The two were cousins, and Mary thought it would be
kind to go to Ain-Karim to visit her relatives and make herself useful in the house. She would much rather have stayed at home just now, but she did not listen to likes and dislikes; when God put a good thought into her mind, or wanted a service of her, she obeyed at once. And so, without considering it beneath her to serve others, or lay her hands to household work, she set off in haste on her long journey. No one, not even Joseph whom she loved so tenderly, had been told of Gabriel's visit, for Mary disliked notice as much as some young girls seek it, and she was afraid of honour and praise. One of the prophets had said: "My secret to myself, my secret to myself." This was Mary's rule all her life through. We are not told whether she went alone, but it is most unlikely. If Joseph did not go with her, she probably joined some of her relatives who were on their way to the Holy City. At last she came upon the rising ground of Judea, and, climbing the rugged side of a mountain, found herself at the door of Zachary's home. Elizabeth was standing on the threshold as if expecting someone. Mary hastened towards her, and saluted her with loving words. But what was her surprise when the aged woman, instead of returning her embrace, sank on her knees and cried out: "Blessed art thou amongst women, and blessed is the fruit of thy womb. And whence is this to me that the Mother of my Lord should come to me ?"
Her secret, then, was known. God, Himself, must have told Elizabeth. Mary's heart was full, full to overflowing. She could not keep back its burst of joy and praise: "My soul doth magnify the Lord," she said, " and my spirit hath rejoiced in God my Saviour. Because He hath regarded the humility of His handmaid; for behold from henceforth all generations shall call me blessed. Because He that is mighty hath done great things to me, and holy is His name. And His mercy is from generation unto generations to them that fear Him. He hath shewed might in His arm; He hath scattered the proud in the conceit of their heart. He hath put down the mighty from their seat and hath exalted the humble. He hath filled the hungry with good things, and the rich He hath sent empty away. He hath received Israel His servant, being mindful of His mercy, As He spoke to our fathers, to Abraham and to his seed for ever."
Elizabeth listened in silence and in awe. She knew by heart the triumphant hymns of God's servants in the past, but there was not one like this. Mary's song was the sweetest earth had ever heard. It sank into the heart of the aged saint. It sounds through the Church for ever. Every day it is on the lips of thousands of her children. It teaches us many lessons, and among them this—that it is not proud and wrong to know that we have gifts of God entrusted to us, gifts of fortune, gifts of body or of mind. There is no harm in knowing we are well off, or good-looking, or clever, or kindhearted.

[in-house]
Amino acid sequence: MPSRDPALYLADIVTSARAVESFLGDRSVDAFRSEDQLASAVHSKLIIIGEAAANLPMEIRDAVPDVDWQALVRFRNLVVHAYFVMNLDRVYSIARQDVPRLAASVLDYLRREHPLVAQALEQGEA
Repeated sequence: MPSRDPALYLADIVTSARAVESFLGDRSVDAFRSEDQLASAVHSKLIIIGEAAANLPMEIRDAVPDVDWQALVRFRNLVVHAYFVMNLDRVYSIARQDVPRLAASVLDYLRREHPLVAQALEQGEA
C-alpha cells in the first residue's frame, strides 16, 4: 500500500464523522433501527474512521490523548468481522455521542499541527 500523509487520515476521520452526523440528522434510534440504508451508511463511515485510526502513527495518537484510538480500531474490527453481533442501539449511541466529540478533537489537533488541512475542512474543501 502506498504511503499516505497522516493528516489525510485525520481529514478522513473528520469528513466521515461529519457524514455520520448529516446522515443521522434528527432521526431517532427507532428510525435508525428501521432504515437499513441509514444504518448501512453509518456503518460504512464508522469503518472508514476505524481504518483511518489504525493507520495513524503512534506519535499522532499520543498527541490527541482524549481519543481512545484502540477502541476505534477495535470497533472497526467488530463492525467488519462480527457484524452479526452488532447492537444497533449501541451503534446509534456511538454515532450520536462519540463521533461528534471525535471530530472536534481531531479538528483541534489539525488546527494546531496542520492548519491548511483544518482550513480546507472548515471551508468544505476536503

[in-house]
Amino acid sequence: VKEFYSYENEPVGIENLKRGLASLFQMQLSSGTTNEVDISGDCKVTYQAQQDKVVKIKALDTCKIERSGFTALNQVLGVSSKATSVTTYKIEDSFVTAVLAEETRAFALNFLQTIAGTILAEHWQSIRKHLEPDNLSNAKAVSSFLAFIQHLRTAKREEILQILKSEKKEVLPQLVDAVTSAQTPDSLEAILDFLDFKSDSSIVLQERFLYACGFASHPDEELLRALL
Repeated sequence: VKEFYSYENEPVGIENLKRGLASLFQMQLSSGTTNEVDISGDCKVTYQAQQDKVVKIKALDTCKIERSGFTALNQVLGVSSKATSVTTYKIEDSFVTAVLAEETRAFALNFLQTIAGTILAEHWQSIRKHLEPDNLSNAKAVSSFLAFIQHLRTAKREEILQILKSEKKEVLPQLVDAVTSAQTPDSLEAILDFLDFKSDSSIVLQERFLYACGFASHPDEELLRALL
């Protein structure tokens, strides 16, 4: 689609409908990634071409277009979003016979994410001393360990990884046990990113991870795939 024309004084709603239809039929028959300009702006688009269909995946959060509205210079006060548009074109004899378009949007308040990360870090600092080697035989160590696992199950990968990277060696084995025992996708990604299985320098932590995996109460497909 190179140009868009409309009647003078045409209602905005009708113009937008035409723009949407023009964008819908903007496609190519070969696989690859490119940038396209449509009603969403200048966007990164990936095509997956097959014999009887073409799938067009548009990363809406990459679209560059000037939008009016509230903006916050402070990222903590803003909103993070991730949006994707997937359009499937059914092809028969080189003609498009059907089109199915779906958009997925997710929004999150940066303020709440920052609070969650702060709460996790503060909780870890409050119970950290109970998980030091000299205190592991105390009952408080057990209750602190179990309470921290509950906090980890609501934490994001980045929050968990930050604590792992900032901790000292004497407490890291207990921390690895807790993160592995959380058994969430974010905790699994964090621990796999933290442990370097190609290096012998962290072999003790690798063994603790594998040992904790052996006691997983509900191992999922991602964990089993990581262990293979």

Harm comes in when we forget that whatever good we have is the gift of God and that we shall have to account to Him for it, and that in the meantime we have to use it in His service who gave it. Mary understood as no other will ever do what "great things " God had done for her, things so great that all generations should call her blessed. But all the glory was His. Of herself she was nothing, and had nothing. She rejoiced in God her Saviour as we do, only more, because He had done more for her. She magnified the Lord as we should do, because He had looked down on the humility, that is, the littleness of His handmaid. It is no humility, then, to pretend not to know what God has done for us. The really humble, like the grateful poor, are quick to acknowledge kindness and to show themselves thankful. Gratitude and humility go hand in hand. There is no better shield against vanity and self-conceit than Mary's words : "He who is mighty hath done great things for me;" and when our hearts are stirred to praise God for His goodness to us, we shall find none more fitting than those of her beautiful Magnificat.
For three months Mary stayed with her cousin, and all that time God's richest blessings were poured out upon the family of Zachary, because of her presence there. At the first sound of her voice the Holy Ghost had so inspired Elizabeth that she reechoed Gabriel's words: "Blessed art thou among women," adding to them the praise of Mary's Son: "Blessed is the fruit of thy womb." When we repeat these words in the Hail Mary, it will help us to remember the reverence with which they were said by an Archangel and a saint at the feet of her whom Elizabeth called " the Mother of my Lord."
A Printable file of this chapter as well as a coloring picture can be found below.